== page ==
IRVINE, Calif. — Tens of thousands of Californians were forced to flee their homes on Monday as a new fire ripped through Southern California, with high winds and low humidity combining to create some of the most dangerous fire conditions yet this year.
A vegetation fire called the Silverado Fire broke out on about 10 acres near Irvine early on Monday. By about midday, it had already burned about 4,000 acres. Cal Fire, the state’s fire agency, said about 4,000 firefighters were fighting 22 wildfires across the state. This year, more than five million acres have burned across California, Colorado, Idaho, Montana, Oregon and Washington State.
The rapidly expanding Silverado Fire was exacerbated by high winds and dry conditions, quickly forcing about 60,000 evacuations. Videos from the scene showed gusts blowing as hard as 80 miles per hour.
“The winds are horrible,” said Brian Alexander, 43, who evacuated his house on Monday morning with his wife and 5-year-old son.
The National Weather Service issued a high wind warning for much of Southern California on Monday.
While packing his vehicle before he evacuated, Mr. Alexander said, one gust was so strong that it slammed his car door as he tried to load up his belongings.
With the wind came particles of ash and dust, creating “by far the worst air quality that we’ve had,” Mr. Alexander said.
By a little after noon on Monday, five of eight evacuation facilities in Irvine were full, according to the city’s website.
Video from the local news station KTLA showed cars parked along an overpass on the 134 Freeway as flames raged below and columns of smoke covered the roadway.
Charlane Stephenson, 67, a retired nurse, said she was at a doctor’s appointment on Monday morning when she received an evacuation alert on her cellphone. When she got home, a police officer outside her condominium door was ordering her and other residents to evacuate the building.
“When I got up this morning, I smelled smoke,” Ms. Stephenson said. “It was scary. I have lived in Irvine for four years since my husband died, and I have never been through anything like this.”
The Silverado Fire is only the latest in a season that has uprooted the lives of thousands across the American West.
In Colorado, a weekend blizzard knocked back two huge wildfires that killed an older couple, displaced thousands of people and destroyed dozens of homes in the northern mountains. But fire officials said the blazes, though weakened, were still smoldering under the snow.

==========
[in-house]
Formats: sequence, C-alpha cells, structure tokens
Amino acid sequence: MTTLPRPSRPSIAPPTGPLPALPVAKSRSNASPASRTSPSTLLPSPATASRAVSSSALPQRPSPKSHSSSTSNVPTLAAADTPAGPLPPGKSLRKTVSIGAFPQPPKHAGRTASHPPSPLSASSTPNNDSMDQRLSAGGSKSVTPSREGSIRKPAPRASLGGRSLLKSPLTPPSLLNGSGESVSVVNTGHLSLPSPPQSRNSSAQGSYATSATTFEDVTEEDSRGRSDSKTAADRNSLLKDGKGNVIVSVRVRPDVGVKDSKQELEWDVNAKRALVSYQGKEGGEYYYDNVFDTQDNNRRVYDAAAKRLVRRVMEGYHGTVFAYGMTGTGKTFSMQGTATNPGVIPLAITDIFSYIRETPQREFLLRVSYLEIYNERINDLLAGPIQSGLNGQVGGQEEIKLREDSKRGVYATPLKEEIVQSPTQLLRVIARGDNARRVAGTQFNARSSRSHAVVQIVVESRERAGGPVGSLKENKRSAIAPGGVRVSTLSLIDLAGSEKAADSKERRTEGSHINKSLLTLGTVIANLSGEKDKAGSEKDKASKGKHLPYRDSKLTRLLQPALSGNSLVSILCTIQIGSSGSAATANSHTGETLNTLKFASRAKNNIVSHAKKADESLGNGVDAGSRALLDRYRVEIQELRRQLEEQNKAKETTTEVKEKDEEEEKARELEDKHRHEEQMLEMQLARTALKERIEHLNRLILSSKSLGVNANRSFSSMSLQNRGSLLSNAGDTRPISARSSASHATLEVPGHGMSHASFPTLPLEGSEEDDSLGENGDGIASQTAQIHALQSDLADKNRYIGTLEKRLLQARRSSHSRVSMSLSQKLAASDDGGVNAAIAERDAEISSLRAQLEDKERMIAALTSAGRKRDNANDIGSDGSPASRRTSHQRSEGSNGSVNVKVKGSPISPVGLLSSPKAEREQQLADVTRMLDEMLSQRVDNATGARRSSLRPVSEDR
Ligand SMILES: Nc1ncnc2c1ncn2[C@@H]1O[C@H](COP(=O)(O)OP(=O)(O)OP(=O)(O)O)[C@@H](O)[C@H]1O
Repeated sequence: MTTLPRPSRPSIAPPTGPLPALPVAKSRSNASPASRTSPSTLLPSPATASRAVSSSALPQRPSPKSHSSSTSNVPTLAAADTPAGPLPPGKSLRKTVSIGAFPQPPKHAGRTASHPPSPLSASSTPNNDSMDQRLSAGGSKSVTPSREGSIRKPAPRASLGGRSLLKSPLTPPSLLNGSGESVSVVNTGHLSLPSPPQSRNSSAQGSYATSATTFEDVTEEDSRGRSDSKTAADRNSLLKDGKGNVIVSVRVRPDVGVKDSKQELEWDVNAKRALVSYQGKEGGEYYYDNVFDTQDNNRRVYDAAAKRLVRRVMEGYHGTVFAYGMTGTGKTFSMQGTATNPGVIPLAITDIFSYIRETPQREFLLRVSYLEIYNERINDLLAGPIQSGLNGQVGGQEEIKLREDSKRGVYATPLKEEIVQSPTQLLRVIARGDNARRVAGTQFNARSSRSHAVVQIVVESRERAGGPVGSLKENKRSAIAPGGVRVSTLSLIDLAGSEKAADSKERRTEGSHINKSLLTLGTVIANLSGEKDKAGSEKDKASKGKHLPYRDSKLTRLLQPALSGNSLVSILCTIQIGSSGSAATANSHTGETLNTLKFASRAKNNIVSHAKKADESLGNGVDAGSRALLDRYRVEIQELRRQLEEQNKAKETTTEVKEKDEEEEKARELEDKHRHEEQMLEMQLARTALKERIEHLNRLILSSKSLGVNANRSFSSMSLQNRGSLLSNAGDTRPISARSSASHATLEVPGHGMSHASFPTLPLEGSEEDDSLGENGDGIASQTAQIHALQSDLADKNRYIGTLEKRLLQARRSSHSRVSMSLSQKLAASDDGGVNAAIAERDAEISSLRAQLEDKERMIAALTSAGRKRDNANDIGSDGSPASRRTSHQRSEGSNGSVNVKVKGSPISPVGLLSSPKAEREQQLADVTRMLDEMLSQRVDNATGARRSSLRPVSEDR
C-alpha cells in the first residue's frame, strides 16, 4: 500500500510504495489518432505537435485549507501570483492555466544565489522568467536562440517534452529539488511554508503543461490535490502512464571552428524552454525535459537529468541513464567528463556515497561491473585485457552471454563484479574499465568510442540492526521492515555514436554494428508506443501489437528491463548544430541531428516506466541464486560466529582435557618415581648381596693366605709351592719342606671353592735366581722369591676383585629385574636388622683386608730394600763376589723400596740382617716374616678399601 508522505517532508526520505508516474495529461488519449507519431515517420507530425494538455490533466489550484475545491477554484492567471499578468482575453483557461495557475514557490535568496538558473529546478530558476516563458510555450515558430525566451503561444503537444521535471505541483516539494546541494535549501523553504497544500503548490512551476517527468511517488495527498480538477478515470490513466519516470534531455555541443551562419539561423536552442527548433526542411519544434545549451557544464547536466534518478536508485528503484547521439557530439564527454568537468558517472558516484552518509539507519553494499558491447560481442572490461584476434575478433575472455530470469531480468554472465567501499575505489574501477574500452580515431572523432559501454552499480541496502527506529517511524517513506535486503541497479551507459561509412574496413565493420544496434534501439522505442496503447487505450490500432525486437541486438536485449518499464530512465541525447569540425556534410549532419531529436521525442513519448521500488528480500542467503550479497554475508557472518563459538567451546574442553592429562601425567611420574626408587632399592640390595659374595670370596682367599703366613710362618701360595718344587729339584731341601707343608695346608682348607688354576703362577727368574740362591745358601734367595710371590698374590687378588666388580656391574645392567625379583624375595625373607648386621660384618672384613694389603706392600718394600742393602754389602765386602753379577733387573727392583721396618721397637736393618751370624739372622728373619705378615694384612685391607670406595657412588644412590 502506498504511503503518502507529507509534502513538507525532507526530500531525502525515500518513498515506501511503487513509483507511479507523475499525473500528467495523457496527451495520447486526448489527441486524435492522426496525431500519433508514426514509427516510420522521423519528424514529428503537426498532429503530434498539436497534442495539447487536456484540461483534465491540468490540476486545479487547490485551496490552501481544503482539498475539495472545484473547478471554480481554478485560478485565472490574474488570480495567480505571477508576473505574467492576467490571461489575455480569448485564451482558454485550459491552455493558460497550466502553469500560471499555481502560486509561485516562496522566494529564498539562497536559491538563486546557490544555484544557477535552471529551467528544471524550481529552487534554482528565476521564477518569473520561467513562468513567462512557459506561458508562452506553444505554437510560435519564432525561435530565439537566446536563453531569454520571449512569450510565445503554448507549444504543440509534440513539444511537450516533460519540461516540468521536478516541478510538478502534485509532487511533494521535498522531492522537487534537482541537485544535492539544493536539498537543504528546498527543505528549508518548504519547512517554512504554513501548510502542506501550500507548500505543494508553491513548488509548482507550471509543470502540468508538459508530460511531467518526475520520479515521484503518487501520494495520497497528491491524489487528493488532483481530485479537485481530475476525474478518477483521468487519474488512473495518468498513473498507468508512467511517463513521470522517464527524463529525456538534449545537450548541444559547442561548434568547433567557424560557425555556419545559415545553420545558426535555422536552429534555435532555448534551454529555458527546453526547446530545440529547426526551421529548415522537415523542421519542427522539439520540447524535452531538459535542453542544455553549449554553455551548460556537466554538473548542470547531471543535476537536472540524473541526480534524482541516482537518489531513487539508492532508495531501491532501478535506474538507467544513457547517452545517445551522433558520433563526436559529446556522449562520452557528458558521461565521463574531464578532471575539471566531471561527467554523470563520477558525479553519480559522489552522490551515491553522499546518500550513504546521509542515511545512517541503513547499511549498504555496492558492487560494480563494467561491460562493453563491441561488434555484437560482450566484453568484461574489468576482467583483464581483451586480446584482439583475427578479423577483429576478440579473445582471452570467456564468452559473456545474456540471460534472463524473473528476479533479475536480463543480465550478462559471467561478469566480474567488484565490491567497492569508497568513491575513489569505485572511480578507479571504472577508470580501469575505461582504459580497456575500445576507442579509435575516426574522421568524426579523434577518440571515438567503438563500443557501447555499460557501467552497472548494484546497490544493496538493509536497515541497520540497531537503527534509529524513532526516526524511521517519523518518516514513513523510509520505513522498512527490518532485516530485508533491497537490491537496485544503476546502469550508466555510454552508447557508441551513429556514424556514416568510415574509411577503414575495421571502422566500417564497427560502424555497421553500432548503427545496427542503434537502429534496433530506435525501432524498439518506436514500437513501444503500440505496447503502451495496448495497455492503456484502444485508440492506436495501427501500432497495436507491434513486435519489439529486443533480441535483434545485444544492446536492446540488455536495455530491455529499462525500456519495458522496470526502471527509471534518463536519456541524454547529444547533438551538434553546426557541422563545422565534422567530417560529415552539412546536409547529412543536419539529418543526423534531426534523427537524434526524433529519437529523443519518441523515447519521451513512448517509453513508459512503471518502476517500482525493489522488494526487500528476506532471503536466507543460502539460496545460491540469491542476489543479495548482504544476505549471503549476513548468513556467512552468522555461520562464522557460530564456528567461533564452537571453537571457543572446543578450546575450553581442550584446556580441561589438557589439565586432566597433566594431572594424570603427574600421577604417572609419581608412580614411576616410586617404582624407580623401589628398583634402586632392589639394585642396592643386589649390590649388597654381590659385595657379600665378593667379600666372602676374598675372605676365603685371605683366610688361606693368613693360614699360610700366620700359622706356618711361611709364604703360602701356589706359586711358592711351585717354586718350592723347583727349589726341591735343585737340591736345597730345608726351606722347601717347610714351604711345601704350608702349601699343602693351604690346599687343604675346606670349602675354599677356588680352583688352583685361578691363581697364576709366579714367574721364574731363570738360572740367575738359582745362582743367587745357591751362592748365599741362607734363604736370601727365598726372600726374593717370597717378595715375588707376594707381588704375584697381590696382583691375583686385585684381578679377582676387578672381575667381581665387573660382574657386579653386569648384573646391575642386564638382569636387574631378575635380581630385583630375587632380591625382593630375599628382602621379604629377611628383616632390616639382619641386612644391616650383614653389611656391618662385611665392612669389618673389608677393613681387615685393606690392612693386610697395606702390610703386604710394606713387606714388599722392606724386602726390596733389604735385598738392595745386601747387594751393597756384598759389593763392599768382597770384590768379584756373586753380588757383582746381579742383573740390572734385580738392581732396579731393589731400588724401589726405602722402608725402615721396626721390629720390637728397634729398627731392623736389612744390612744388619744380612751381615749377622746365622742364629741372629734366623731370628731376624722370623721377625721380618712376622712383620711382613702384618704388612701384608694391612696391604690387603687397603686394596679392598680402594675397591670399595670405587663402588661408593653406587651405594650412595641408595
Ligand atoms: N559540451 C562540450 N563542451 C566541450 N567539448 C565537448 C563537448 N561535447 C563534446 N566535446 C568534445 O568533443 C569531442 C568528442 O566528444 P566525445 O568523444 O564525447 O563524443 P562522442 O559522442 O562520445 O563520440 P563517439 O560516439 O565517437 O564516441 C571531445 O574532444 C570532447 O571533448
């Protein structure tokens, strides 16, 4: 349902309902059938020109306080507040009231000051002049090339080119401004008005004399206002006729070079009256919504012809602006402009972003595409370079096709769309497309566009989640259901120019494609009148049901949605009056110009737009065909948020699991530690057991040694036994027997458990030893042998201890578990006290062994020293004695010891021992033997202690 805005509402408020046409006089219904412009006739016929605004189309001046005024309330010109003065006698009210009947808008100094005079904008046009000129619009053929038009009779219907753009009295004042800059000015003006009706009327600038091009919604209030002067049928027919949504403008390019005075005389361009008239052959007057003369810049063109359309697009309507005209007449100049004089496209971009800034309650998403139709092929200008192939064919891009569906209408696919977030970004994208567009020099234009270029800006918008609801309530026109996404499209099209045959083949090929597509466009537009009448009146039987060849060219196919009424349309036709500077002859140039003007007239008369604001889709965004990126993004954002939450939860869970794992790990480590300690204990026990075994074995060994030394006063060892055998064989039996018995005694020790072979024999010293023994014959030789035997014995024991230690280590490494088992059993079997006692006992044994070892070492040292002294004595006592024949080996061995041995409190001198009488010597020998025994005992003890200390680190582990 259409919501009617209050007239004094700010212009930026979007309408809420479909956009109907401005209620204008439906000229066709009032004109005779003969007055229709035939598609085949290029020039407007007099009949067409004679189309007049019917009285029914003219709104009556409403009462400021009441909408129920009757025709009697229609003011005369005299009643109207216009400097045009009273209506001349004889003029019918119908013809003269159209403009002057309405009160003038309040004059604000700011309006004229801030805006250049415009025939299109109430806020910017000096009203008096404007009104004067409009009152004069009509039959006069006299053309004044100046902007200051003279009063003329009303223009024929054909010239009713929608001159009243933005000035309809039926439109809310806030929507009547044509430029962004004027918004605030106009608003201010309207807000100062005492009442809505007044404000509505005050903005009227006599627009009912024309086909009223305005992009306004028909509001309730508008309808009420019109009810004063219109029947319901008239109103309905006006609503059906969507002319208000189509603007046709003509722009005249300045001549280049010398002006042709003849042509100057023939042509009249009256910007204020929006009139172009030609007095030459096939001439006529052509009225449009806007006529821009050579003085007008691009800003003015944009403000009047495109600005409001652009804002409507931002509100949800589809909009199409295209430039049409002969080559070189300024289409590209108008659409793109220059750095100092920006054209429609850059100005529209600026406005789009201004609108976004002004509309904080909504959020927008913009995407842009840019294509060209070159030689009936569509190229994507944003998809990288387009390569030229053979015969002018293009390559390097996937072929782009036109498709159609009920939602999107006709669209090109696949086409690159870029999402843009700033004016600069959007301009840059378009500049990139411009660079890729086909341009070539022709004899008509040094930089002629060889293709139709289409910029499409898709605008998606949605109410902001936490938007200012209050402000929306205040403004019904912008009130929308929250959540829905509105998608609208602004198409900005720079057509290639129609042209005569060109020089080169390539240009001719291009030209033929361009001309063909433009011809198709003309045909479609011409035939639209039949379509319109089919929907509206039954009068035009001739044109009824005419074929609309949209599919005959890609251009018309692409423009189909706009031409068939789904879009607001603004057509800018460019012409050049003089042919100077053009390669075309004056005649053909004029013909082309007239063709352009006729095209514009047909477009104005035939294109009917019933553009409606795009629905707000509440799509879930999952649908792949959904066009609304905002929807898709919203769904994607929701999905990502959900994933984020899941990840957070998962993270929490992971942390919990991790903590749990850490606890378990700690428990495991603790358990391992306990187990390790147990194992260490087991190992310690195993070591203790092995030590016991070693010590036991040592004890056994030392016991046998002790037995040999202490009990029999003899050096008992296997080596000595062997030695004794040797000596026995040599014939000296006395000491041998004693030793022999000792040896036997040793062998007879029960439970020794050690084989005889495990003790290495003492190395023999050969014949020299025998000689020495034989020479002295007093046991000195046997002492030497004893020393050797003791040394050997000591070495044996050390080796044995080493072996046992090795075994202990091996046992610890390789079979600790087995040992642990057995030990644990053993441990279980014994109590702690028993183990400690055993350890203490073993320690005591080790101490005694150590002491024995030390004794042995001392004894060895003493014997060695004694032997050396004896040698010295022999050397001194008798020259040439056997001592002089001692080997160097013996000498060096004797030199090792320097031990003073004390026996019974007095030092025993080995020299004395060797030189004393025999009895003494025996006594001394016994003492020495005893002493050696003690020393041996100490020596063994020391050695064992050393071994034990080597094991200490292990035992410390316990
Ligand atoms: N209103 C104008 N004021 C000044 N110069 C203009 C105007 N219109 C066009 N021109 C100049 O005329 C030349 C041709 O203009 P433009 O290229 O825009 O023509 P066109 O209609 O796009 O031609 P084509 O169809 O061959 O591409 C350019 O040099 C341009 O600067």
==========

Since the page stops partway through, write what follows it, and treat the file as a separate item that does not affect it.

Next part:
“Things really laid down,” said Noel Livingston, the incident commander on the East Troublesome Fire, which has been burning through ranches and second homes in Grand County, on the western side of Rocky Mountain National Park. “But it’s not going to put the fire out.”
Most of Colorado is in a severe or exceptional drought, which means that one early-winter snow dump will not alleviate the dangerously dry conditions and dead brush that ignited like a mountainside of matchsticks last week, allowing the fires to explode.
Weather forecasters said there was little precipitation in the forecast for the next week, meaning the fires could continue to grow once the snow melts off.
Experts have linked the worsening fire season to climate change. Emissions of carbon dioxide and other heat-trapping gases from the burning of fossil fuels have led to warmer and drier conditions — making trees and brush more prone to burn.
In California, the new evacuations came as hundreds of thousands of people lost power on Sunday because of what Cal Fire called “extreme fire weather conditions” such as high winds and low humidity that could increase the risk for more wildfires.
The state’s biggest utility, Pacific Gas and Electric, began shutting off electricity to 361,000 customers in 36 counties, including Alameda and Contra Costa Counties, the company said in a statement. The utility expects to begin restoring power on Tuesday.
The company said the shut-offs were in response to a “significant, offshore wind event starting Sunday that is forecast to have the driest humidity levels and the strongest winds of the wildfire season thus far.”
On Monday morning, the National Weather Service in San Francisco issued red flag warnings, meaning that fire weather conditions were occurring or would be shortly, from Santa Rosa to Santa Cruz. The service said winds would be strong enough “to down weakened trees and power lines.” The service added that “extreme caution should be taken to prevent new fire starts.”
Videos shared by the Orange County Fire Authority showed a thick haze of brownish smoke blowing over charred debris and lines of fire by roads.
Pacific Gas and Electric, which emerged from bankruptcy in June after incurring an estimated $30 billion in wildfire liability, has increasingly used shut-offs to prevent its equipment from causing fires during extreme weather conditions.
This month, Pacific Gas and Electric reported to state regulators that its equipment might have been involved in the cause of the Zogg Fire in September, which killed four people, destroyed more than 200 homes and businesses and burned 56,338 acres. Last week, fire investigators announced that the utility’s equipment had caused the 2019 Kincade Fire, which destroyed 374 buildings and burned 77,758 acres.
In Irvine, outside the University Community Park shelter, the sky was visible through a haze of smoke, and winds were strong enough that it was difficult for some drivers to control the wheel.
Jianing Fu, 20, who lives with her mother, said she could see smoke when she woke up around 8 a.m. on Monday. “The sky was orange by then, but I wasn’t able to see any fire,” Ms. Fu said. “I told my mom, we need to evacuate immediately.”
Ana Facio-Krajcer reported from Irvine, Will Wright from Jersey City, N.J., and Johnny Diaz from Miami. Ivan Penn contributed reporting from Burbank, Calif.